What’s the hardest request you’ve ever fulfilled?

Many years ago we had to find a 100-room boat with five or six days notice. You reserve those boats two years in advance, normally. That was pretty exceptional. I cannot tell you if I would be able to do the same if I got the request this year. 

Roger Bastoni

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Roger Bastoni is head concierge at the Majestic Barriere Hotel and honorary president of Les Clefs d’Or International, after serving as president between 2007-2009. Previously he was French national president between 2003-2007. Born in Cannes, he studied at the London Carlton Tower Hotel before moving back in 1976 aged 30, when he started working at the Majestic.

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Why did you want to become a concierge?

I started off as a baby in 1960. In those days we were able to start working at 14 years of age. I was fed up of going to the holiday camp where my parents were sending me, so I put myself on to the idea of getting a job, and Cannes is renowned for its beautiful hotels.

I had the option to work a month during the school holidays and discover a little bit, and that was the start of a long career.

At what point did you become involved in Les Clefs d’Or?

I got involved from day one. All the head concierges, all my managers in those days were golden keys. I was immediately taken into their history, which fascinated me.

What are the common misconceptions people have about concierges?

The extent of what we can do for them. People have the tendency of going on electronic devices to help them be better prepared for a visit.

When they come to a concierge, unless they are accustomed to go to a five-star hotel, they might not, or maybe they might not dare, ask everything they can ask of us.

We fully understand when you’re in a hotel, you’re away from everything that you normally master. You’re deprived of a doctor, a dentist, a pharmacy, a restaurant reservation, a trip around the world, a ticket for the opera in Milan at La Scala, whatever.

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What’s the strangest request you’ve ever received?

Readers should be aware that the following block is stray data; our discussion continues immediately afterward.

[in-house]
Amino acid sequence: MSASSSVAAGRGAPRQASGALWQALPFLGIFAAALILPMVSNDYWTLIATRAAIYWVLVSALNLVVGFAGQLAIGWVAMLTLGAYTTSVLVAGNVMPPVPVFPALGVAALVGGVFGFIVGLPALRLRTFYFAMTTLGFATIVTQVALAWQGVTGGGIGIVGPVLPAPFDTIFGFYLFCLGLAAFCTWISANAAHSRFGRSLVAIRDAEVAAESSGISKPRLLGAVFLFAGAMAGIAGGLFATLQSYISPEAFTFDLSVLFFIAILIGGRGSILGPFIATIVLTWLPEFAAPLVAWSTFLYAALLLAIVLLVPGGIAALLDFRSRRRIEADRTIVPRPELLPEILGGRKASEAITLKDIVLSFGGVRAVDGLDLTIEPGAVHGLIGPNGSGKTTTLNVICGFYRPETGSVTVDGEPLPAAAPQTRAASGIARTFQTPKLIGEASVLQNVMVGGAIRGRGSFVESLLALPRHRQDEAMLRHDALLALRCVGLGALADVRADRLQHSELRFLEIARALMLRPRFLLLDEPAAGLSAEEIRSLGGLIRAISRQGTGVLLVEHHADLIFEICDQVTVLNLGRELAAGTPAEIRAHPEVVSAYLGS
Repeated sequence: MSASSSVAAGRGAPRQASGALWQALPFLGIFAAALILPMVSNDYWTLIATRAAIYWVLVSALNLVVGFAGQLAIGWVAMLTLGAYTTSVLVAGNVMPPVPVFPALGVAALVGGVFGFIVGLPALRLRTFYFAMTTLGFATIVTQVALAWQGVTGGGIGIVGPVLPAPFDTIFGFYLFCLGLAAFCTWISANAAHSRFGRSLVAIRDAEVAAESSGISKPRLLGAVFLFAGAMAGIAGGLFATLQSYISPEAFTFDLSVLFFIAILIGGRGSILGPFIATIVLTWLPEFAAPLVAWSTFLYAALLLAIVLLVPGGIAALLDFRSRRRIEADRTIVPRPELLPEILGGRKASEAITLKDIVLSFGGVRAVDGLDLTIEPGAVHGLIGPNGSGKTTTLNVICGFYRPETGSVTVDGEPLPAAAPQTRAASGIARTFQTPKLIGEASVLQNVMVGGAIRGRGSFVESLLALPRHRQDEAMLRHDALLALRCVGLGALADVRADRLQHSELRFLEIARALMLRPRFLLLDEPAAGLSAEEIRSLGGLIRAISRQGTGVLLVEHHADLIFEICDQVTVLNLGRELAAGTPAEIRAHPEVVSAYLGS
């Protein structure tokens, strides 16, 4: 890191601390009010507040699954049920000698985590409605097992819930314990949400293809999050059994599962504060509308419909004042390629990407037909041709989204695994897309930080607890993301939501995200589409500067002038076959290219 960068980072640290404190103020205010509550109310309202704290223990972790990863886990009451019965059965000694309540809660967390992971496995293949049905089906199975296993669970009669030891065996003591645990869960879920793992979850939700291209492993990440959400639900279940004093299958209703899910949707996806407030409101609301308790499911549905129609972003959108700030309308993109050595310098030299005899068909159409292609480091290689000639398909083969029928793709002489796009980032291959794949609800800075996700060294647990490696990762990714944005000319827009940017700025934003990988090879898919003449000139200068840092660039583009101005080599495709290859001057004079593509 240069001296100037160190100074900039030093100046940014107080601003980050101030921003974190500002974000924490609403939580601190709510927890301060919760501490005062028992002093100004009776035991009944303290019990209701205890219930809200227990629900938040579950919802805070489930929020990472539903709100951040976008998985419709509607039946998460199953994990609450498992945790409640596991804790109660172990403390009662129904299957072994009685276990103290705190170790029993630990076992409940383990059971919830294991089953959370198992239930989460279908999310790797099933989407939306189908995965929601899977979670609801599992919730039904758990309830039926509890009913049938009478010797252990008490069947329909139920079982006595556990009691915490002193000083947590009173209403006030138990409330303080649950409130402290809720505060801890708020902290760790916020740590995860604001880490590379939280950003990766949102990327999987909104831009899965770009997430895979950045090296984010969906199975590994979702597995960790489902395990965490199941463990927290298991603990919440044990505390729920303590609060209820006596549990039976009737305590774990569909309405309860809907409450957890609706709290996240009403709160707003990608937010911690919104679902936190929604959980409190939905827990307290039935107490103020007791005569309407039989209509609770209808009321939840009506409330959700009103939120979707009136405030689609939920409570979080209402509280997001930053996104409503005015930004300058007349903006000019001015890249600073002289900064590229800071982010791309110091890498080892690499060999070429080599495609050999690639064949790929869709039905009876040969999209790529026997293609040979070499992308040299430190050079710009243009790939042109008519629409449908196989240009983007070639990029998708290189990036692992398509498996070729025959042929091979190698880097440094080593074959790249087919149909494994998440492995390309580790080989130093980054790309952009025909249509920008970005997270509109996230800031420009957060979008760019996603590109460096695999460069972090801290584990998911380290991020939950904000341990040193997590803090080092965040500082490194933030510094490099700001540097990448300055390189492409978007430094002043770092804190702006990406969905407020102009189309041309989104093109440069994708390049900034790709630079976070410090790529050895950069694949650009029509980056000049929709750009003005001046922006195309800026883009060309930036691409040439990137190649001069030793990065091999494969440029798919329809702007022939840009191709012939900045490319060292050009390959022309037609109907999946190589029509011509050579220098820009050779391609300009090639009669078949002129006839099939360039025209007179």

One day during the festival a very well-known person called me. He asked me to go to the shop next door – a very high-end French brand. He needed me to get him a tuxedo, a shirt, socks, the shoes, the tie, the watch, the cufflinks, all in his size.

We did, and we got a tailor who came up to his room when everything was being delivered. Two or three hours later he was able to wear his beautiful tuxedo.

That would be nothing if not for the following day, when at about the same time, the very same question came from the very same person.

I asked if there was anything wrong with yesterday. He said no, it was perfect, but he said it very short and abrupt. We made the arrangements. The day went by, then Sunday arrived. I came on duty at about 7:30 to find a young girl in tears by the desk.

I ask her what’s wrong and she says her boss is very difficult. She says, “Well, he wants a tuxedo, a shirt, shoes, socks, the cufflinks, the watch…”

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What makes a good concierge?
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I told her today is Sunday, it might be a little more difficult. We also found out the person was on a boat in Monte Carlo. He was going to watch the Grand Prix and come back by helicopter.

With the help of the helicopter company we work with, we sent everything to the heliport in Monte Carlo, the concierge at one of the major hotels in Monte Carlo sent one of the pageboys plus a tailor to the helicopter. They picked up the clothes, went on to the boat and delivered the goods. And that was that.

That was easy enough, until I took time to speak to the young girl. I asked her how long she’d worked for her boss. She said about seven months. I said, “Look, I’ve never met him, but what does he look like?” “I don’t know,” she said, “I’ve never met him.”

‘One day, two days, three days. Three suits, three shirts. What’s the story?” I asked.

‘Well,’ she said, ‘Mr — never wears anything twice.’